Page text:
Experiments included creating different shapes from 3D printers before machining in a variety of materials.

1.6 turns out to be very close to one of the most famous numbers in mathematics: the golden ratio (also “golden mean” or “golden section”), usually labeled “phi” (Latinized) or “Φ” (Greek). It is the solution to the equation 1/ Φ = Φ - 1. The solution is Φ ~ 1.618… This number is associated with a wide variety of interesting topics in mathematics, physics and biology. Because this ratio is said to be aesthetically pleasing to people, it has purportedly also been employed by famous artists such as Leonardo da Vinci in their paintings and by ancient architects in some of their monuments. A prolate ellipsoid that incorporates this number as the ratio of length to width can be called a “golden ellipsoid.” It is a unique mathematical shape. Incorporating this ideal mathematical golden ellipsoid shape into a real physical object gave rise to my resulting PhiTOP. A refereed paper reporting the development of these ideas was presented at the Bridges 2015: Mathematics, Music, Art, Architecture, Culture Conference held this summer. A patent is now pending on this physical object for its utility as a toy, and the names “PhiTOP” and “ΦTOP” have been trademarked.  

  Aluminum PhiTOP standing on a concave shaving mirror

Aluminum PhiTOP standing on a concave shaving mirror

A Philosophical Toy and Then Some

Playing with the PhiTOP is a joyful experience. When spun either with one hand (which takes a bit of practice!) or, more easily, with the thumb of one hand and the index finger of the other, the PhiTOP suddenly stands erect. The “WOW” response produced in people who see its motion for the first time is palpable when it first stands, going from a resting horizontal position to a spinning vertical position. The top can then spin in the upright position for 1 – 2 minutes. It then settles down in a few minutes, producing a soothing sound, and interacting with ambient light to produce a miniature light show. All told, it leads to about 6 minutes of pure joy and escape from the drudgery of one’s daily tasks. It makes for a wonderful desk toy (akin to Executive Decision Makers or Euler’s disc).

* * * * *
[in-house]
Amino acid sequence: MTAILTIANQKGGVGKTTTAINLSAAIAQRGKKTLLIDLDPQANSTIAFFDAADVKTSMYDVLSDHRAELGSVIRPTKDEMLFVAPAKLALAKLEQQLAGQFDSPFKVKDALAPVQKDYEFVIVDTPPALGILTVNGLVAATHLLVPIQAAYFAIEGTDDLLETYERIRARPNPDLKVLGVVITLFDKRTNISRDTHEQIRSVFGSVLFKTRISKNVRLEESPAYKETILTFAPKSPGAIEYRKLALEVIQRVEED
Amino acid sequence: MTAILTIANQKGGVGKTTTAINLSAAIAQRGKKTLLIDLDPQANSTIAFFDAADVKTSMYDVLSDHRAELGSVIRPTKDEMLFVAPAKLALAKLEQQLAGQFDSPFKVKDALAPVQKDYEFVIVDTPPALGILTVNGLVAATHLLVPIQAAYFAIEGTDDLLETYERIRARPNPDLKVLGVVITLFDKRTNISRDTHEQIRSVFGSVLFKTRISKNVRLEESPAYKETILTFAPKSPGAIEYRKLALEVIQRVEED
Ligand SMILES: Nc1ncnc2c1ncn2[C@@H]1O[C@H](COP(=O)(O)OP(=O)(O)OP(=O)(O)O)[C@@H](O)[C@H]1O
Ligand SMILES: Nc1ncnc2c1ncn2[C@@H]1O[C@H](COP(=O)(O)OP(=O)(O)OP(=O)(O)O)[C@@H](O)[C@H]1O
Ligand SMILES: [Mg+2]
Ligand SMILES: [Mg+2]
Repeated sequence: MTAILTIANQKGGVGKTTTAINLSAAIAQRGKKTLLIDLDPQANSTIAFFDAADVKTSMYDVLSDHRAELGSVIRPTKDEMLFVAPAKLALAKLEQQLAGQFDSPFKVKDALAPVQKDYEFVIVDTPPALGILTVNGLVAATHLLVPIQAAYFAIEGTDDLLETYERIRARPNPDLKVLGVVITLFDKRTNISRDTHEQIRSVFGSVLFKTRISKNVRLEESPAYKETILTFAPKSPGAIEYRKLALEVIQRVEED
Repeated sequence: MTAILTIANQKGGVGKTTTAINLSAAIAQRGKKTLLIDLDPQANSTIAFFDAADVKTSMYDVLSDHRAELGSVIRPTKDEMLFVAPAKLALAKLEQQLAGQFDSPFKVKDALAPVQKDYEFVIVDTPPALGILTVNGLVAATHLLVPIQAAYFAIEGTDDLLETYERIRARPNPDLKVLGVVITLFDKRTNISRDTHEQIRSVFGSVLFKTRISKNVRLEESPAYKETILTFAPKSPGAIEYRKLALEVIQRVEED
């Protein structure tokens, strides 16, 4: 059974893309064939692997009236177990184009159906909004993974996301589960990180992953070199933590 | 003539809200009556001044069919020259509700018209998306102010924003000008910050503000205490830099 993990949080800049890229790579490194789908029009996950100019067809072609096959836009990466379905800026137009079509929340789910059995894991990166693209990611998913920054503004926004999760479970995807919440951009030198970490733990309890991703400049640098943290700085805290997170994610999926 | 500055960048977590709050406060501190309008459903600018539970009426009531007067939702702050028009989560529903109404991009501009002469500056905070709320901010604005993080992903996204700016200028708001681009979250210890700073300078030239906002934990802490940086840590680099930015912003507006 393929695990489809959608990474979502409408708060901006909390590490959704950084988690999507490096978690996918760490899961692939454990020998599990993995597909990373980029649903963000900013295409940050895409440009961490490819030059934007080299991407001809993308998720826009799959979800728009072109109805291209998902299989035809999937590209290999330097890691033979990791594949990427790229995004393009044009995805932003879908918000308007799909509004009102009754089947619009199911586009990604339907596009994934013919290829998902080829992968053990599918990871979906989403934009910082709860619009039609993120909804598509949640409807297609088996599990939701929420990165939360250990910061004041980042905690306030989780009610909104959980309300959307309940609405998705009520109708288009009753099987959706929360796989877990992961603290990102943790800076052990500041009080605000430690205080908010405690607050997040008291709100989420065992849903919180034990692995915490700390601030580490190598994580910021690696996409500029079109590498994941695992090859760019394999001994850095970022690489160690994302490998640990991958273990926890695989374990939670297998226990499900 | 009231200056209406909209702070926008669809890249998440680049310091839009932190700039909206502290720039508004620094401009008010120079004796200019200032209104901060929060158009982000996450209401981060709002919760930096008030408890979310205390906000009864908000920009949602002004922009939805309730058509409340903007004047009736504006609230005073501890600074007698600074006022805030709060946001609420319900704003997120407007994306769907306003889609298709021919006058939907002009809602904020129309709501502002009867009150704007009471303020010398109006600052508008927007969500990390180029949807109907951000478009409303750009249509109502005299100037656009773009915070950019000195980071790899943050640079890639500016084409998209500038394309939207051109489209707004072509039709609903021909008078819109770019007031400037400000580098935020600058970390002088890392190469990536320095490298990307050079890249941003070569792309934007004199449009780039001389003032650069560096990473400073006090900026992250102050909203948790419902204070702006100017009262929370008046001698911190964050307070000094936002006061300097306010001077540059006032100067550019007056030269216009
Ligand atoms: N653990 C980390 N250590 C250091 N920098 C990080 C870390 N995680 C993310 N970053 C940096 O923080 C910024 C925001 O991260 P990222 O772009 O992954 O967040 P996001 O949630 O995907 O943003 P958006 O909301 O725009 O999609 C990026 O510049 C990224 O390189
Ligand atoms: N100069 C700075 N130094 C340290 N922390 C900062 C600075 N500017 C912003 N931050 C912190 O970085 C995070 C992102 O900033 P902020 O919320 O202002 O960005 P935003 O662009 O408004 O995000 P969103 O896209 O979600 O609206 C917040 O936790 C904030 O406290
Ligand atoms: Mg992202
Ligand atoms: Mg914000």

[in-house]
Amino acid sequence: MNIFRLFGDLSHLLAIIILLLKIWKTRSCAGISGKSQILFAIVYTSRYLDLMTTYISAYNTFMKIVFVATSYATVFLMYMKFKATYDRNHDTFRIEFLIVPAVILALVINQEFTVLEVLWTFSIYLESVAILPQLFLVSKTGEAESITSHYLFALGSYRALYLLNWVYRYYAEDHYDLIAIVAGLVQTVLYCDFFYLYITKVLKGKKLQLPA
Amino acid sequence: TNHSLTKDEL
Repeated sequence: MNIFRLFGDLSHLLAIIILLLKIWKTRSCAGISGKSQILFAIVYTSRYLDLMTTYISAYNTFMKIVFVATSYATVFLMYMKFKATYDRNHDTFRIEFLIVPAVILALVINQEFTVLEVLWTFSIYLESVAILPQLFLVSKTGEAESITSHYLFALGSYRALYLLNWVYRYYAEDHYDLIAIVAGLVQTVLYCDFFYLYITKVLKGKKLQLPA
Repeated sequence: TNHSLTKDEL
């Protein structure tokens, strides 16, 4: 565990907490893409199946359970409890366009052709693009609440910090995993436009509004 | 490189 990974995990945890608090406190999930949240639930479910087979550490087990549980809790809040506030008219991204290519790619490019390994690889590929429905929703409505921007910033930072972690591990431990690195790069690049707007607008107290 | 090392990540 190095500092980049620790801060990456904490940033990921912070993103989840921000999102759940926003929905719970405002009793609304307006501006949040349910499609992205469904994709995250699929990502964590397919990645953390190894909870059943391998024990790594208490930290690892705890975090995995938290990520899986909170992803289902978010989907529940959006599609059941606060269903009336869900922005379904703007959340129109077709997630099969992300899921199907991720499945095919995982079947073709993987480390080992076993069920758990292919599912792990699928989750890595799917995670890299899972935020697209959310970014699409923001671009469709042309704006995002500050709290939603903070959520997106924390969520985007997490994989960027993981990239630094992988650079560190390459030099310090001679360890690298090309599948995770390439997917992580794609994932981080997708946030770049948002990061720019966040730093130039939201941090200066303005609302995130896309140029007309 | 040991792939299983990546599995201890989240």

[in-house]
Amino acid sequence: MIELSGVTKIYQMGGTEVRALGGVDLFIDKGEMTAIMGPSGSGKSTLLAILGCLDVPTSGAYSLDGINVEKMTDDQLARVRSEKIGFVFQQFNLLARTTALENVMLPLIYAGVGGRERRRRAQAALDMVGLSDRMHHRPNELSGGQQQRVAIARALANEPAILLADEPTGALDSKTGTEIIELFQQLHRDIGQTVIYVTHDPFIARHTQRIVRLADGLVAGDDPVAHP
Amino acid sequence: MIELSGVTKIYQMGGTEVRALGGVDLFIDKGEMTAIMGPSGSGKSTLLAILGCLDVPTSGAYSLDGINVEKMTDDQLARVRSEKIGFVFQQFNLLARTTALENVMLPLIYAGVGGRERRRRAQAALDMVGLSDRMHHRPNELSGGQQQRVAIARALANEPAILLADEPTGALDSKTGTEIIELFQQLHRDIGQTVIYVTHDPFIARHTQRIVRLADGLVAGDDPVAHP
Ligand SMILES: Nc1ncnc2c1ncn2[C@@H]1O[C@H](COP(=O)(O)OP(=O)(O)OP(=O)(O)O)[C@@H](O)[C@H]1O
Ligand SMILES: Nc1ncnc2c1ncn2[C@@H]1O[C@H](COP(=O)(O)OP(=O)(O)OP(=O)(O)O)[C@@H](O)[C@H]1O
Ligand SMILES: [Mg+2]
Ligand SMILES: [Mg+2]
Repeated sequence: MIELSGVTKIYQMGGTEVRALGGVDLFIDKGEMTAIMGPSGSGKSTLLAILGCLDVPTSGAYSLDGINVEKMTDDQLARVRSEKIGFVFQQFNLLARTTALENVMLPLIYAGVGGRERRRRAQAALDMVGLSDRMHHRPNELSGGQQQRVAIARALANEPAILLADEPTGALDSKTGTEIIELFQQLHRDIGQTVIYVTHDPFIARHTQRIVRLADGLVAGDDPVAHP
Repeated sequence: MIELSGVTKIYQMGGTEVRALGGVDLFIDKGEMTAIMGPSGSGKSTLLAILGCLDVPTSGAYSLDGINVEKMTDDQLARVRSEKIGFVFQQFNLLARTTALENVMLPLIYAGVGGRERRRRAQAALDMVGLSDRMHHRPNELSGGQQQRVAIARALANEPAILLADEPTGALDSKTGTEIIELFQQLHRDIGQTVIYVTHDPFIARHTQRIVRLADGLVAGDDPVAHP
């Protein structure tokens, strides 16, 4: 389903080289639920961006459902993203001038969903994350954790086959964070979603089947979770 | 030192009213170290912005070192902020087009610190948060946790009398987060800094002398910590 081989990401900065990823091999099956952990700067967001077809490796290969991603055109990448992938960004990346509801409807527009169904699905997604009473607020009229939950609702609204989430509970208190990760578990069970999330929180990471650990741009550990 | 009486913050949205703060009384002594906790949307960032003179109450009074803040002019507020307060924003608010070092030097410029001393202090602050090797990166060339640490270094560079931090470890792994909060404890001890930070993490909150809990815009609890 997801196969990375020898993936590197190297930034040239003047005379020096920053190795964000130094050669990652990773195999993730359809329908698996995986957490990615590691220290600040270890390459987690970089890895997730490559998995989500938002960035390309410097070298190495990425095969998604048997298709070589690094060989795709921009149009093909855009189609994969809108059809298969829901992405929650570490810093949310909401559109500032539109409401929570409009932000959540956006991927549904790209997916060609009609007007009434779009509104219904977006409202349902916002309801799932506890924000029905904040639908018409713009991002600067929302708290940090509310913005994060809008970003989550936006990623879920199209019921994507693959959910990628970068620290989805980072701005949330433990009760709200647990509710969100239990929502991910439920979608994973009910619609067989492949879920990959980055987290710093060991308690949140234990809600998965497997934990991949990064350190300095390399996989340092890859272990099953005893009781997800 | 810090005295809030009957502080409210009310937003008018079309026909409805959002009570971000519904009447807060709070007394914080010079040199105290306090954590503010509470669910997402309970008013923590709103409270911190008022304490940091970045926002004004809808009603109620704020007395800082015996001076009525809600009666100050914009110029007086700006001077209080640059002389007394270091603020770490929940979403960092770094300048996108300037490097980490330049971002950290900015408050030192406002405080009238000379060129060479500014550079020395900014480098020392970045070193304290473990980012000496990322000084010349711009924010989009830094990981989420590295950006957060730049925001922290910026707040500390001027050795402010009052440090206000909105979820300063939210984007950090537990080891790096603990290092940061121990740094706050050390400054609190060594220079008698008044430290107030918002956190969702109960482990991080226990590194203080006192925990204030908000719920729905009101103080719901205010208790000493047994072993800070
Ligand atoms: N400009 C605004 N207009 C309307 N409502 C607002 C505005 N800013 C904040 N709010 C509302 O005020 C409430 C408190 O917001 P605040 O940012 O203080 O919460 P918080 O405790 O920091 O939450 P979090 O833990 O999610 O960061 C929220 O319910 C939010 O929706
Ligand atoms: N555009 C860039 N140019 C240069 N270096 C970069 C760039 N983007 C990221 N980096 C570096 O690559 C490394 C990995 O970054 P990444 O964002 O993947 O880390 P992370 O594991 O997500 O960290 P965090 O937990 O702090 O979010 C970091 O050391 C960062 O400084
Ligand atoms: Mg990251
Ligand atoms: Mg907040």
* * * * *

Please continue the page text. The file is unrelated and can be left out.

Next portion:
Bring a refrigerator magnet next to a PhiTOP that is made from a non-magnetic metal such as aluminum or brass while it is spinning and it will slow down and stop. This is a simple demonstration of the magnetic induction principle that underlies Nikola Tesla’s famous 19th century Egg of Columbus demonstration that led directly to the acceptance of AC electricity over DC. The original 19th century apparatus employed a rotating 3-phase magnetic field configuration with no moving parts to spin up a copper egg shaped object. The video on the Watch It Spin page shows an aluminum PhiTOP sitting on a concave mirror, spun up by a magnetic chemical stirrer placed beneath the mirror. It is the same effect I got to test on a replica of Tesla's original apparatus in Belgrade, Serbia this past May while prototyping!

  Replica of Tesla's Egg of Columbus demonstration apparatus employing a rotating magnetic field on top of which sits their copper egg and our aluminum PhiTOP.

Replica of Tesla's Egg of Columbus demonstration apparatus employing a rotating magnetic field on top of which sits their copper egg and our aluminum PhiTOP.

The PhiTOP also produces a marvelous optical illusion as it slows down: the gelatinous ellipse effect. Even just sitting quietly on the desk, it is an eye catching miniature sculpture. And placed in the hand, it is a meditative tactile object, which can act as a stress reliever.

The Vision for PhiTOP Future

A limited edition of PhiTOPs were fabricated as part of a successful Kickstarter campaign in two different metals using CNC machines: aluminum and brass. Each one is then hand-polished to remove end burrs to reduce surface friction and increase spin times, and to provide an aesthetically pleasing mirror-like surface finish. This is a labor-intensive process.  First edition aluminum and brass PhiTOPs are available in limited quantities by contacting us through this website.

So far, we have not yet found a way to fully automate the fabrication of the PhiTOPs so that the price of production – and hence sales price - can be brought down. One of our future goals is to come up with a method for the production of an inexpensive version of the tops for distribution in science museums and in schools so that children can also experience the joy of learning with this marvelous hands-on and eyes-on science and mathematics toy. My goal is that the PhiTOP not just become this year’s Pet Rock (which would certainly be marvelous!!!) and a splendid executive gift but also that it become an addition to tomorrow’s children's “learn through play” toolbox, which traditionally included objects like the yo-yo, slinky, jax and more traditional spinning tops - an additional tool for children’s STEAM (Science, Technology, Engineering, Art, and Mathematics) education - although anyone can indulge their own inner child!